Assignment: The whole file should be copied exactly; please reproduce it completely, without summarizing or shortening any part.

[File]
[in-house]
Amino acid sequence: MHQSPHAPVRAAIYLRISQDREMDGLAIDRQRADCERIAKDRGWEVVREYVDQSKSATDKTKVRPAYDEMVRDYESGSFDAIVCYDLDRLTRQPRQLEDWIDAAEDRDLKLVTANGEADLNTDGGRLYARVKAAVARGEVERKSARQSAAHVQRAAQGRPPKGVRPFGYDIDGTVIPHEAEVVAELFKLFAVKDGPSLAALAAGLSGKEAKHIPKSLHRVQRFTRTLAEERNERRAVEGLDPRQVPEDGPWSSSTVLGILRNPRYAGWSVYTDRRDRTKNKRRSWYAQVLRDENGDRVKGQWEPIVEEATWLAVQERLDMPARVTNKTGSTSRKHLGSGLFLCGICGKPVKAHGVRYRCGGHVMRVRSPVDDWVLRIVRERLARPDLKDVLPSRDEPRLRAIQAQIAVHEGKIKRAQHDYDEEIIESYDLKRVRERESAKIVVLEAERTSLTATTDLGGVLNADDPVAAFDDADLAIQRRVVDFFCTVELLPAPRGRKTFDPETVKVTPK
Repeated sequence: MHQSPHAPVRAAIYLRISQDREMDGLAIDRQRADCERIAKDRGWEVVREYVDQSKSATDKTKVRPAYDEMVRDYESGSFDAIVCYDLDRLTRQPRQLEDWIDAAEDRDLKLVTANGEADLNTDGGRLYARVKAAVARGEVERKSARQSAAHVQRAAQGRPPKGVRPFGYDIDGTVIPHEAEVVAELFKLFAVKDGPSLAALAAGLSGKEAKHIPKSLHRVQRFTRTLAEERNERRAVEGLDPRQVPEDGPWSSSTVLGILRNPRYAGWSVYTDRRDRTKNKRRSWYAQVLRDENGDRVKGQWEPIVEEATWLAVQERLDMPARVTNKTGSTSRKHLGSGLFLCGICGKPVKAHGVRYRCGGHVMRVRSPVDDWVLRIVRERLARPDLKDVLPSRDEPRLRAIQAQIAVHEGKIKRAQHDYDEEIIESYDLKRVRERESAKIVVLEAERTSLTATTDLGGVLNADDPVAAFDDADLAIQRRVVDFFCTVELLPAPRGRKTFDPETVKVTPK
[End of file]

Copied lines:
[in-house]
Amino acid sequence: MHQSPHAPVRAAIYLRISQDREMDGLAIDRQRADCERIAKDRGWEVVREYVDQSKSATDKTKVRPAYDEMVRDYESGSFDAIVCYDLDRLTRQPRQLEDWIDAAEDRDLKLVTANGEADLNTDGGRLYARVKAAVARGEVERKSARQSAAHVQRAAQGRPPKGVRPFGYDIDGTVIPHEAEVVAELFKLFAVKDGPSLAALAAGLSGKEAKHIPKSLHRVQRFTRTLAEERNERRAVEGLDPRQVPEDGPWSSSTVLGILRNPRYAGWSVYTDRRDRTKNKRRSWYAQVLRDENGDRVKGQWEPIVEEATWLAVQERLDMPARVTNKTGSTSRKHLGSGLFLCGICGKPVKAHGVRYRCGGHVMRVRSPVDDWVLRIVRERLARPDLKDVLPSRDEPRLRAIQAQIAVHEGKIKRAQHDYDEEIIESYDLKRVRERESAKIVVLEAERTSLTATTDLGGVLNADDPVAAFDDADLAIQRRVVDFFCTVELLPAPRGRKTFDPETVKVTPK
Repeated sequence: MHQSPHAPVRAAIYLRISQDREMDGLAIDRQRADCERIAKDRGWEVVREYVDQSKSATDKTKVRPAYDEMVRDYESGSFDAIVCYDLDRLTRQPRQLEDWIDAAEDRDLKLVTANGEADLNTDGGRLYARVKAAVARGEVERKSARQSAAHVQRAAQGRPPKGVRPFGYDIDGTVIPHEAEVVAELFKLFAVKDGPSLAALAAGLSGKEAKHIPKSLHRVQRFTRTLAEERNERRAVEGLDPRQVPEDGPWSSSTVLGILRNPRYAGWSVYTDRRDRTKNKRRSWYAQVLRDENGDRVKGQWEPIVEEATWLAVQERLDMPARVTNKTGSTSRKHLGSGLFLCGICGKPVKAHGVRYRCGGHVMRVRSPVDDWVLRIVRERLARPDLKDVLPSRDEPRLRAIQAQIAVHEGKIKRAQHDYDEEIIESYDLKRVRERESAKIVVLEAERTSLTATTDLGGVLNADDPVAAFDDADLAIQRRVVDFFCTVELLPAPRGRKTFDPETVKVTPK